Yellowing occurs over a number of years as the nitrocelluloselacquer clear coat is affected by ultra-violet rays. When lacquer yellows, it gives the effect of a road-hardened guitar that has seen lots of action at smoky juke joints, having lived a colorful life. Other factors, including sweat, smoke and general wear and tear also age a guitar, but for true yellowing, it must be done naturally or by applying a tinted nitrocellulose lacquer. The yellowing, relic effect, is desired by many guitar owners, especially those owning vintage re-issued guitars.
Things You'll Need
- Sunlit Room
- Amber-Tinted Nitrocellulose Lacquer
- Sandpaper, From 1000 To 2000-Grit
- Large Phillips Screwdriver
- Sanding Block
- Small Phillips Screwdriver
- Guitar Stand
- Masking Tape
Keep the guitar in a sunlit room. Constant exposure to direct, or indirect, sunlight will speed the guitar's yellowing process, but not overnight. On average, it takes at least 20 years of normal exposure for a guitar's finish to yellow, but exposing it to sunlight can speed the process to half, or less, with a gradual yellowing. Be sure to rotate the guitar's position to entirely expose it. Exposing the guitar under UVB-313 florescent lighting is also recommended.
Apply a tinted nitrocellulose lacquer to the guitar. Remove all guitar hardware using a small Phillips screwdriver, keeping track of what goes where. If electric, remove the pickups and electronics. Remove the neck if it is bolt on, if not, cover it to avoid over spray using masking tape and newspaper.
Sand the guitar lightly, wet sanding it with a1000-grit sandpaper, progressing to 2000-grit. This scuffs up the clear coat, enabling it to hold more lacquer. Be careful to sand lightl so as not to affect the color coat underneath. Be especially light on the white edge bindings, if present.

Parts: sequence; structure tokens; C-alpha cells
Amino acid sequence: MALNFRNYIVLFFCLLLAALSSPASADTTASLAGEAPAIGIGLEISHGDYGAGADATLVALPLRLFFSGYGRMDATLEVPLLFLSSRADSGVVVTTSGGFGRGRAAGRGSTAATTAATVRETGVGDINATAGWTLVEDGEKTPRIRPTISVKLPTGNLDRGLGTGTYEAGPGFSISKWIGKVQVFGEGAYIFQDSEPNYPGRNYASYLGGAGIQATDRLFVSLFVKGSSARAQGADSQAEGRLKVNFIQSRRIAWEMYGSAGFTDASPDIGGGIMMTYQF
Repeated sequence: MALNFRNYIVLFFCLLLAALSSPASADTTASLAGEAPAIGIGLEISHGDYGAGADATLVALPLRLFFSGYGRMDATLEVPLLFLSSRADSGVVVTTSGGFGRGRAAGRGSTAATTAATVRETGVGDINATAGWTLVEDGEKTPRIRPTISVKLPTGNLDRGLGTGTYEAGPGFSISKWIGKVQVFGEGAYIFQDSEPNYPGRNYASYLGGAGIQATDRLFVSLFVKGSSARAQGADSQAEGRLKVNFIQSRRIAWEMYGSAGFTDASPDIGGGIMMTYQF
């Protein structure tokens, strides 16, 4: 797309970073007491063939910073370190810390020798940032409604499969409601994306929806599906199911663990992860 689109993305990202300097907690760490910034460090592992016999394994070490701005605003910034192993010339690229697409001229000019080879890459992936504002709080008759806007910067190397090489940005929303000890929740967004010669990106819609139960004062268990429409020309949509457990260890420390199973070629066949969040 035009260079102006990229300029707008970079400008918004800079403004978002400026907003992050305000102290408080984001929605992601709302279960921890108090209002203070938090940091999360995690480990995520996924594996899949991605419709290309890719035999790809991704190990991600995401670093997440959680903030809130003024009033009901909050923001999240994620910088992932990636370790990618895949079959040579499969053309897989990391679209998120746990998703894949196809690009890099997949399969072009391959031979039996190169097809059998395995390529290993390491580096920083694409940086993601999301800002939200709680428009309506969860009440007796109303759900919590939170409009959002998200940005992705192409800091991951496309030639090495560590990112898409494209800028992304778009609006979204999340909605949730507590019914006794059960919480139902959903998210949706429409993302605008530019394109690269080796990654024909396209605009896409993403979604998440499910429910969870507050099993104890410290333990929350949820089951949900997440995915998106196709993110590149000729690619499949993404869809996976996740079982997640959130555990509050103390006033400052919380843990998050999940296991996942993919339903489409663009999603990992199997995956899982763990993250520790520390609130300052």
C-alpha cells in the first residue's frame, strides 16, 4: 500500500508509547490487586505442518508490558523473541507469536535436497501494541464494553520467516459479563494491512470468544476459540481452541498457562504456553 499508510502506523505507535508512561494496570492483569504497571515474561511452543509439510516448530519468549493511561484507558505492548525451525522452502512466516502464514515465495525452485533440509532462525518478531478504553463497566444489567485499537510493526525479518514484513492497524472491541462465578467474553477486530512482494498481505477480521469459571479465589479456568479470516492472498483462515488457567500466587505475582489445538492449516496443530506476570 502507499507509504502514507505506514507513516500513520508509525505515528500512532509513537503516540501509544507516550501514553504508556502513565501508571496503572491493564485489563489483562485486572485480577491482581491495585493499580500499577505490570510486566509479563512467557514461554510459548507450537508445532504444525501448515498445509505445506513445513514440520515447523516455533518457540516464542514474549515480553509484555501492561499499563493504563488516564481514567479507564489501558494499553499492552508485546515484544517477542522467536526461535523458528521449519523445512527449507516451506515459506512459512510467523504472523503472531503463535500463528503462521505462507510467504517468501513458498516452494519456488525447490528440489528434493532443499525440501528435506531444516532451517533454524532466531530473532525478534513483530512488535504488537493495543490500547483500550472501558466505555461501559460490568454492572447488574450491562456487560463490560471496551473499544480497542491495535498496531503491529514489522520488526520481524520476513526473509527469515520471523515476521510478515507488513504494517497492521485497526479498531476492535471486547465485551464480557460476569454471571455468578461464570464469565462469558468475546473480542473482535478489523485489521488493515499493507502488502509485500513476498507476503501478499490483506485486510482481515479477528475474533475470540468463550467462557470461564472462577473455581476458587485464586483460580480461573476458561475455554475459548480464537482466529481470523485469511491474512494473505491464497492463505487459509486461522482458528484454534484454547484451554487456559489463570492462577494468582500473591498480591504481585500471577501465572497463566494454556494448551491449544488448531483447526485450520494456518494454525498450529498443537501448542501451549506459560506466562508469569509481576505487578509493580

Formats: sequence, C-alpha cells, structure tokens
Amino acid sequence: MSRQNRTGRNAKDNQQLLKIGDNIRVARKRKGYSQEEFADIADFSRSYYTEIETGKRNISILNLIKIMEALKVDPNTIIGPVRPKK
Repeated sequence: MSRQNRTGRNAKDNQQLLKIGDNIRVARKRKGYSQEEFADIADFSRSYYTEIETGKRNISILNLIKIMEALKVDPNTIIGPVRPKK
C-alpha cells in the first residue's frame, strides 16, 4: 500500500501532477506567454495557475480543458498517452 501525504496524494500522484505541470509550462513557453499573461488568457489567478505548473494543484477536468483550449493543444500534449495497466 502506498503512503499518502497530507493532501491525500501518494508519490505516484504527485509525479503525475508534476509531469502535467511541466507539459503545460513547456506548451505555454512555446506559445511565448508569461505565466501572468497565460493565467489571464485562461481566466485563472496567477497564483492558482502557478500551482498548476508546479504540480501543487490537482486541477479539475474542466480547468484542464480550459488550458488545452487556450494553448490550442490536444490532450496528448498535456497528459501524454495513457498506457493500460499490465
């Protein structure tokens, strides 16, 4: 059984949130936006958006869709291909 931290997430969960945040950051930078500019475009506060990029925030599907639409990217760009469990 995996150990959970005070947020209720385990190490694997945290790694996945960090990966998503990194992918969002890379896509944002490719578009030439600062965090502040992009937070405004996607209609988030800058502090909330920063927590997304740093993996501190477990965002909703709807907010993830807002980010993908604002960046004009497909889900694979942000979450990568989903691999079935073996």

Wipe down the guitar with paint thinner two to three times, sufficiently cleaning the surface. Place folded cardboard tubes underneath the bottom of the guitar to raise it from the work surface, making sure the guitar is steady.
Apply an amber-tinted nitrocellulose lacquer. Spray even coats in a consistent direction across the guitar's top and sides, holding the can 12 to 18 inches from the guitar. Allow to dry for at least an hour in between coats. Two to three coats of lacquer are recommended.
Turn the guitar over when dry, placing the folded cardboard inside the pickup and electronics cavities to raise it off the work surface. Repeat the process in Step 5 on the bottom and sides of the guitar, applying two to three coats. Allow the finish to set and dry for two to three weeks.
Sand the guitar, beginning with 1000-grit, working up to 2000-grit. This is a wet sanding process that brings out the shine of the lacquer. The shine will gradually appear, so sand until the desired gloss is obtained, being careful not to over sand to the point of scratching the guitar's color coat. When finished, wipe the guitar down and reassemble.
Natural yellowing only occurs on nitrocellulose lacquer and not on less expensive, water-based, lacquers. The amount of time for drying the lacquer before the final sanding depends on the temperature and humidity of the drying location.
Indoor direct sunlight does not normally get hot enough to affect the guitar. However, monitoring to see if it is overly warm is recommended. Indirect sunlight will not affect the guitar.
A native of New Haven, Conn., Floyd Drake III began writing in 1984. His work has appeared in the "New Haven Register," Medford's "Mail-Tribune" and the "Ashland Daily Tidings." Drake studied journalism at Southern Connecticut State University. After working as a reporter in Oregon, he is now based back home in New Haven.